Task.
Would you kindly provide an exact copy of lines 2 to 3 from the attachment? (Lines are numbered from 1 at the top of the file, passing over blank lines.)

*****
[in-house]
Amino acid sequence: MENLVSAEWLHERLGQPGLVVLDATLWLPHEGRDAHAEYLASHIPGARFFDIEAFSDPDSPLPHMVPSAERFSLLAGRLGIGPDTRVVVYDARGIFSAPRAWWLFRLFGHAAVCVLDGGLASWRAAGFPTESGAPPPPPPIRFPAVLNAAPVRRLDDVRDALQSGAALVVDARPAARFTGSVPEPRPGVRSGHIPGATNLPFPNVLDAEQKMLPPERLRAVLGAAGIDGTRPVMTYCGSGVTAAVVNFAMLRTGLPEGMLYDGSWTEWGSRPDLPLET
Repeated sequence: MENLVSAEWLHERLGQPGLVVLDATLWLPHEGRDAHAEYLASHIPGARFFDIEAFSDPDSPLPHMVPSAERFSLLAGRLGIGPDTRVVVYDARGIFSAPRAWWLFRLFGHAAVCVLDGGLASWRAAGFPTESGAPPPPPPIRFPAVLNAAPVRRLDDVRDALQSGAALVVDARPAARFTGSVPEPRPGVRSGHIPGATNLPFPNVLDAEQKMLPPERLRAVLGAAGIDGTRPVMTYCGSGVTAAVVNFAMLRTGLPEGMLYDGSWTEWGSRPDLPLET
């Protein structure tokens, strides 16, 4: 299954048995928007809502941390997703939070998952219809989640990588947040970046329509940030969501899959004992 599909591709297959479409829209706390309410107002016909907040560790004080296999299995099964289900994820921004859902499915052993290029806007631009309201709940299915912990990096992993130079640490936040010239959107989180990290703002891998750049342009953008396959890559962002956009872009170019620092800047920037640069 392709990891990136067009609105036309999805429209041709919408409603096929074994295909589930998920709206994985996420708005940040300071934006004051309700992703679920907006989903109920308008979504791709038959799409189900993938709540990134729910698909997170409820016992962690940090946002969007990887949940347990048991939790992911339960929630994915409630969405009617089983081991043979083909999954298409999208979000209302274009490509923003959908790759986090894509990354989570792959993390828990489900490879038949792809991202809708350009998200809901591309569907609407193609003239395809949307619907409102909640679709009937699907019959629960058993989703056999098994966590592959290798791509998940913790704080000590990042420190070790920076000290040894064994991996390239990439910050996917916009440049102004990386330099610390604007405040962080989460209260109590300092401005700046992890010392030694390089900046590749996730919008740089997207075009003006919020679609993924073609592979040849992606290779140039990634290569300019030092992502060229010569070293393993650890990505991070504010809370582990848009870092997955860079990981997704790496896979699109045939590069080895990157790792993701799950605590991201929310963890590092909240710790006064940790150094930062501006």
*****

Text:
Amino acid sequence: MENLVSAEWLHERLGQPGLVVLDATLWLPHEGRDAHAEYLASHIPGARFFDIEAFSDPDSPLPHMVPSAERFSLLAGRLGIGPDTRVVVYDARGIFSAPRAWWLFRLFGHAAVCVLDGGLASWRAAGFPTESGAPPPPPPIRFPAVLNAAPVRRLDDVRDALQSGAALVVDARPAARFTGSVPEPRPGVRSGHIPGATNLPFPNVLDAEQKMLPPERLRAVLGAAGIDGTRPVMTYCGSGVTAAVVNFAMLRTGLPEGMLYDGSWTEWGSRPDLPLET
Repeated sequence: MENLVSAEWLHERLGQPGLVVLDATLWLPHEGRDAHAEYLASHIPGARFFDIEAFSDPDSPLPHMVPSAERFSLLAGRLGIGPDTRVVVYDARGIFSAPRAWWLFRLFGHAAVCVLDGGLASWRAAGFPTESGAPPPPPPIRFPAVLNAAPVRRLDDVRDALQSGAALVVDARPAARFTGSVPEPRPGVRSGHIPGATNLPFPNVLDAEQKMLPPERLRAVLGAAGIDGTRPVMTYCGSGVTAAVVNFAMLRTGLPEGMLYDGSWTEWGSRPDLPLET